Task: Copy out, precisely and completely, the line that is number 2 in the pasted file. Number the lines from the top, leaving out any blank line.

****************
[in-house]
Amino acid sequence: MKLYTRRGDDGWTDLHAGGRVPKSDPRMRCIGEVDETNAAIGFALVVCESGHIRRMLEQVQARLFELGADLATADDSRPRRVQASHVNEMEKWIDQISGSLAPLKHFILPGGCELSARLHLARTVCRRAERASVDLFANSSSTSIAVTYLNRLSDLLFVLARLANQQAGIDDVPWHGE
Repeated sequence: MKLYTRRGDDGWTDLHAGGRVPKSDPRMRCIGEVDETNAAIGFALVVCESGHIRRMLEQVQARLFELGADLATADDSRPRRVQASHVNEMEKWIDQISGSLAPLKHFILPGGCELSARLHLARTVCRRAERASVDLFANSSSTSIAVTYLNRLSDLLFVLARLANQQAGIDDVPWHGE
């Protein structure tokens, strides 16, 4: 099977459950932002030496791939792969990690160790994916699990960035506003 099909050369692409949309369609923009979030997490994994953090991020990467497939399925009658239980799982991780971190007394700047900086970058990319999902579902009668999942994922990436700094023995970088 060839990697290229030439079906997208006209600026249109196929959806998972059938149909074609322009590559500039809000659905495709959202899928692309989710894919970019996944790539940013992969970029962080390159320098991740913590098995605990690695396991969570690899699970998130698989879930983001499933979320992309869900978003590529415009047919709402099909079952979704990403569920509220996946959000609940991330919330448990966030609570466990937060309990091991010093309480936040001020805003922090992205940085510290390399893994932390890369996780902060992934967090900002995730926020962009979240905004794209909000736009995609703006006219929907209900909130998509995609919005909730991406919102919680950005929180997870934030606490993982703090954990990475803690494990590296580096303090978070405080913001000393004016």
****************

Amino acid sequence: MKLYTRRGDDGWTDLHAGGRVPKSDPRMRCIGEVDETNAAIGFALVVCESGHIRRMLEQVQARLFELGADLATADDSRPRRVQASHVNEMEKWIDQISGSLAPLKHFILPGGCELSARLHLARTVCRRAERASVDLFANSSSTSIAVTYLNRLSDLLFVLARLANQQAGIDDVPWHGE